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Nefarious: a Film Review

Some may consider it a “horror” that Spectrum would even allow an R-rated movie review. But as the author of said review, I can assure you that the Motion Picture Association (MPA) rating is incorrect. Even the trailer for Nefarious (2023) is misleading. Categorizing this film as a psychological thriller might be more correct, but even then, it doesn’t do the movie justice. Even the Rotten Tomatoes rating is split: critics gave the film a paltry 33% while the audience rating is 96%. 

A Christian friend of mine recommended this movie to me. I finally watched it several months later when it became available via streaming. What I saw was one of the most powerful presentations on the nature of demon possession I’d ever seen. This is not a movie filled with gore, guts, blood, jump scares, and disturbing CG effects. Most of the movie takes place between two men sitting at a table talking. The film’s drive comes from a tightly written, surprisingly theological, script and an Oscar-worthy acting performance. Imagine if C.S. Lewis’s Screwtape Letters, where the demon is played by Sean Patrick Flanery and he’s a convicted serial killer to be executed that night. Unlike the Screwtape Letters, an atheist psychiatrist replaces the naïve nephew, Wormwood.

The premise is that the psychiatrist, played by Jordan Belfi, is asked to do a psychiatric evaluation of Flanery’s character, Edward John Brady. He must determine whether Brady is sane or not so he can be executed that night. But the psychiatrist originally assigned the case committed suicide before submitting his evaluation. What follows is a back-and-forth dialog where demon-possesed Brady speaks openly about his purpose and nefarious intent. The psychiatrist thinks Brady is totally insane at first, believing he is delusional with multiple personality disorders. Slowly his opinions change and we see a shocking representation of a reality most of us wouldn’t want to believe is true.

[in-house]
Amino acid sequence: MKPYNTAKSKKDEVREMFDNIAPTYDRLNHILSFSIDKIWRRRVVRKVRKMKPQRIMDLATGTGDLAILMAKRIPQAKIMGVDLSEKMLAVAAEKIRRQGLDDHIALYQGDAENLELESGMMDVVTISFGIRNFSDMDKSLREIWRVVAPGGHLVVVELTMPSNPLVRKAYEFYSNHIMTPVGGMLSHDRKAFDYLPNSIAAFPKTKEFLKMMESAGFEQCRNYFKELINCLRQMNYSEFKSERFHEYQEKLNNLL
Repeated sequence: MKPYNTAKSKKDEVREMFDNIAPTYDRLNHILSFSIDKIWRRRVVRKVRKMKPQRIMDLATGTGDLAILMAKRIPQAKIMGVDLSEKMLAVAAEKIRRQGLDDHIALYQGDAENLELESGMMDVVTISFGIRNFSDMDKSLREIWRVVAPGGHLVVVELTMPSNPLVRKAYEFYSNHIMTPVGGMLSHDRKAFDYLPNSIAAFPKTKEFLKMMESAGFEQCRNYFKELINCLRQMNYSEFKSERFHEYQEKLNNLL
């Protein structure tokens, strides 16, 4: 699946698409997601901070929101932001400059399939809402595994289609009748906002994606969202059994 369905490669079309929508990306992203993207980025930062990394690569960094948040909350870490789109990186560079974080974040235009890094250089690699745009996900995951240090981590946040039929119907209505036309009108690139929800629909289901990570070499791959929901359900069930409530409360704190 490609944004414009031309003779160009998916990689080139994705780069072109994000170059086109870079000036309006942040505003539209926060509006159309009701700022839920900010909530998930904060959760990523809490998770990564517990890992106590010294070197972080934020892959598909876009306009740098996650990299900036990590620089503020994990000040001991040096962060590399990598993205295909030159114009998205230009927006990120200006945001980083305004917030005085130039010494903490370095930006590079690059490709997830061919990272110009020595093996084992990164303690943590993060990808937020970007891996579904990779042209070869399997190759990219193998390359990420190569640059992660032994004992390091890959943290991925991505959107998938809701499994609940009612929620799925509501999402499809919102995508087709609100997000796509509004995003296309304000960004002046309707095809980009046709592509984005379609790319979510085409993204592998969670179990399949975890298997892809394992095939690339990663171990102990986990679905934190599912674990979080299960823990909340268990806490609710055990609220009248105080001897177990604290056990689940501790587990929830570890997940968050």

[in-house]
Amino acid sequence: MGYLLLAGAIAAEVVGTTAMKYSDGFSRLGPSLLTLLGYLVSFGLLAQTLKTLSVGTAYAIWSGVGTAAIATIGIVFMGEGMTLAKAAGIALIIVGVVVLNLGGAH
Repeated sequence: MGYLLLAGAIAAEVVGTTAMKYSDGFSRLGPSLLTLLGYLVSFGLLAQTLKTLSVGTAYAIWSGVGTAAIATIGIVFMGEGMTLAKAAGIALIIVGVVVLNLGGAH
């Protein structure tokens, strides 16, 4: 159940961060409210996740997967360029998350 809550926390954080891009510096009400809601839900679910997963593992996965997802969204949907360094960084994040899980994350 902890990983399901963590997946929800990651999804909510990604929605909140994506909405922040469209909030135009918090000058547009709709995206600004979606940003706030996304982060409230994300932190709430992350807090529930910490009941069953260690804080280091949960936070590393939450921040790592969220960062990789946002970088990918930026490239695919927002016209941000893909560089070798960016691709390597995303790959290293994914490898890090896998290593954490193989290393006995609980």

The film openly discusses moral issues of euthanasia, abortion, free-will, and even the great controversy in heaven–albeit from a demon’s perspective. It is a powerful juxtaposition between what we see as reality and that of the unseen world. You will never look at Ephesians 6:12 the same way.

“For we wrestle not against flesh and blood, but against principalities, against powers, against the rulers of the darkness of this world, against spiritual wickedness in high places.”

About the author

Don Barton studied microbiology at Loma Linda University Health and retired from Delta County Memorial Hospital. He lives in Whitewater, Colorado. More from Don Barton.
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